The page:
The leader of Egypt's state-run NGO federation has been released from detention while investigations continue into charges of inciting violence and joining an outlawed group, judicial sources told Ahram Online on Thursday.
Hatem Khater was released by the prosecutor general on Thursday after his lawyers submitted documents claiming he does not belong to the outlawed Muslim Brotherhood and that he was a supporter of the 30 June protests against Mohamed Morsi.
Khater, who is also a co-founder of two prestigious charities – Egypt's Food Bank and the Egyptian Cure Bank – was initially detained on Wednesday for 15 days pending investigations.
The Brotherhood worked underground for decades but rose to power when its political wing the Freedom and Justice Party won the largest number of seats in the first post-revolution parliamentary elections and Mohamed Morsi, a senior member of the group, won the presidential election. The group was banned once again by a court order in September.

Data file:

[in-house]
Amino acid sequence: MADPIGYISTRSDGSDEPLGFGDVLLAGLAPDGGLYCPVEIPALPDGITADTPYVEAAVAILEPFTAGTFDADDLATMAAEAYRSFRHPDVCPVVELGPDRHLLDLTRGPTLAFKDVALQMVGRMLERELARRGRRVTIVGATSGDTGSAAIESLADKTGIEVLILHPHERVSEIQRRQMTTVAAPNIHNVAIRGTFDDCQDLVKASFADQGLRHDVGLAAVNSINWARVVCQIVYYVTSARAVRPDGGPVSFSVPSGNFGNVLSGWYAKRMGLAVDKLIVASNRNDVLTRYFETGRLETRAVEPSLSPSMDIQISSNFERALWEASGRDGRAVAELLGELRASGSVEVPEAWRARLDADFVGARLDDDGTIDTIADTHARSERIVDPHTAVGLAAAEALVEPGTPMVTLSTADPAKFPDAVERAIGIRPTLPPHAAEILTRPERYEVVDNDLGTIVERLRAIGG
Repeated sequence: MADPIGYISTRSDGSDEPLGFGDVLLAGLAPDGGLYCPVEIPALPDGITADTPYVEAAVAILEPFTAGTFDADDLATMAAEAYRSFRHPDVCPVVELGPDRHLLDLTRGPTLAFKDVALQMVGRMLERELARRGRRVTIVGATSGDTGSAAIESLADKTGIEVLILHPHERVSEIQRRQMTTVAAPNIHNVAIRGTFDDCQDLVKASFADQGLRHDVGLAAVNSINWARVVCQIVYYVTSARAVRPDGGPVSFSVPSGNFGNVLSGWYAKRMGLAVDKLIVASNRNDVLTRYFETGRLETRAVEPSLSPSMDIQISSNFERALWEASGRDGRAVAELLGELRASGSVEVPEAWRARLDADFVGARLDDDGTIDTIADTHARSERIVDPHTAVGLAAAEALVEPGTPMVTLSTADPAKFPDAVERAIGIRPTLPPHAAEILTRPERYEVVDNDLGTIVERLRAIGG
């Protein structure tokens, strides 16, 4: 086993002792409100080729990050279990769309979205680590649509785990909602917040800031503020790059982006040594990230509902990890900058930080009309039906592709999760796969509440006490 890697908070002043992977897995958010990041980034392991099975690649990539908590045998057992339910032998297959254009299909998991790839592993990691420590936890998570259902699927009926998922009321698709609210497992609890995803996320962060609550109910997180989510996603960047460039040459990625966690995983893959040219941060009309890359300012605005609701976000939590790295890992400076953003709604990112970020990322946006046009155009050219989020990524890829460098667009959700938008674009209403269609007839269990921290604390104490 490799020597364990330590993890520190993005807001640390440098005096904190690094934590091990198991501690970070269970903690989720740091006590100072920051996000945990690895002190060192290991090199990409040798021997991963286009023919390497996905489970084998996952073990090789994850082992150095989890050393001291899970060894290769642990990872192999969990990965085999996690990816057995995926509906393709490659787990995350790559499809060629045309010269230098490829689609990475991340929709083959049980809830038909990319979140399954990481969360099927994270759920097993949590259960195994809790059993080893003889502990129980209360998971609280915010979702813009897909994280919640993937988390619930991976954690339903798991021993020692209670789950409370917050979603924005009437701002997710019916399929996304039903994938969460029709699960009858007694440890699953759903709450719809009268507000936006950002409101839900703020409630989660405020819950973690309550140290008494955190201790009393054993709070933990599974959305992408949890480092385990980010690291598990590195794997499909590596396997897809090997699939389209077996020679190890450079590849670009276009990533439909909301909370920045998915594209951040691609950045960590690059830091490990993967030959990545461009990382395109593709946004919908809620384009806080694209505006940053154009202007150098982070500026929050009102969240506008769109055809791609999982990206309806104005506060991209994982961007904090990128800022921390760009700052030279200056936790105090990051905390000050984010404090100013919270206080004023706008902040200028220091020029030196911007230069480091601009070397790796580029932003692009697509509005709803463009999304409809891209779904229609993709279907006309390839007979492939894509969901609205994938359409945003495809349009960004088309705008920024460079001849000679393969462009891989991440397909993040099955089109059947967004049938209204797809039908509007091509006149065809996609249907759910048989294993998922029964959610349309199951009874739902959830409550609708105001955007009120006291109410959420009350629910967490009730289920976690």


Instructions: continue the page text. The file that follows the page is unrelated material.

The court ruling came amid a crackdown on Islamists following Morsi's ouster. In its decision on 23 September, the court also banned "any institution branching out from or belonging to the Brotherhood."
Khater's lawyers said he endorsed a consensual decision by the NGO federation to ban the Brotherhood's NGO, which had only been registered in March.
Most of the Brotherhood's senior leaders, including its highest authority, Supreme Guide Mohamed Badie, have been arrested on charges of inciting violence. Morsi himself has been held at an unknown location since his ouster on 3 July and is due in court on 4 November on similar charges.